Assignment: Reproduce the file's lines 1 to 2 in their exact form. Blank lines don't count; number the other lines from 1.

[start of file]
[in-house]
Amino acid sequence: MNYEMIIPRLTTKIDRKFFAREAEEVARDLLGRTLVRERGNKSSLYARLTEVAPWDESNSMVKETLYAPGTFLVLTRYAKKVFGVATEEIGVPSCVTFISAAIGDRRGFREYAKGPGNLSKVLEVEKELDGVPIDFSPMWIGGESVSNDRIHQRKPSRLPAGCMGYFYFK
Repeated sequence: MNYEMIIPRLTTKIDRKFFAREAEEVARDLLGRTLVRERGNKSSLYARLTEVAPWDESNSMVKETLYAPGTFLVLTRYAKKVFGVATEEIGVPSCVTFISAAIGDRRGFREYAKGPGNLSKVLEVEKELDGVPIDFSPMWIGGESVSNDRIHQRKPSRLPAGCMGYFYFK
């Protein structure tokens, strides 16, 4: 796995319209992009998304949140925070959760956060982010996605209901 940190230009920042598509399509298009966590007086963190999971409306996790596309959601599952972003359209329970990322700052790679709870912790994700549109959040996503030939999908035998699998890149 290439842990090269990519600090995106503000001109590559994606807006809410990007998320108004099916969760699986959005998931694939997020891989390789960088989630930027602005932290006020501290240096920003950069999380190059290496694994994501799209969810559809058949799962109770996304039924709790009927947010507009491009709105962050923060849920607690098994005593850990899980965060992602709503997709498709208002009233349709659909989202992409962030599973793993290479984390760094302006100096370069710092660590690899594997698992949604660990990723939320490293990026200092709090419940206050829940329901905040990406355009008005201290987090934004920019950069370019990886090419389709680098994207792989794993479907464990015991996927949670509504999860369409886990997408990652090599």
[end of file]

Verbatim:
[in-house]
Amino acid sequence: MNYEMIIPRLTTKIDRKFFAREAEEVARDLLGRTLVRERGNKSSLYARLTEVAPWDESNSMVKETLYAPGTFLVLTRYAKKVFGVATEEIGVPSCVTFISAAIGDRRGFREYAKGPGNLSKVLEVEKELDGVPIDFSPMWIGGESVSNDRIHQRKPSRLPAGCMGYFYFK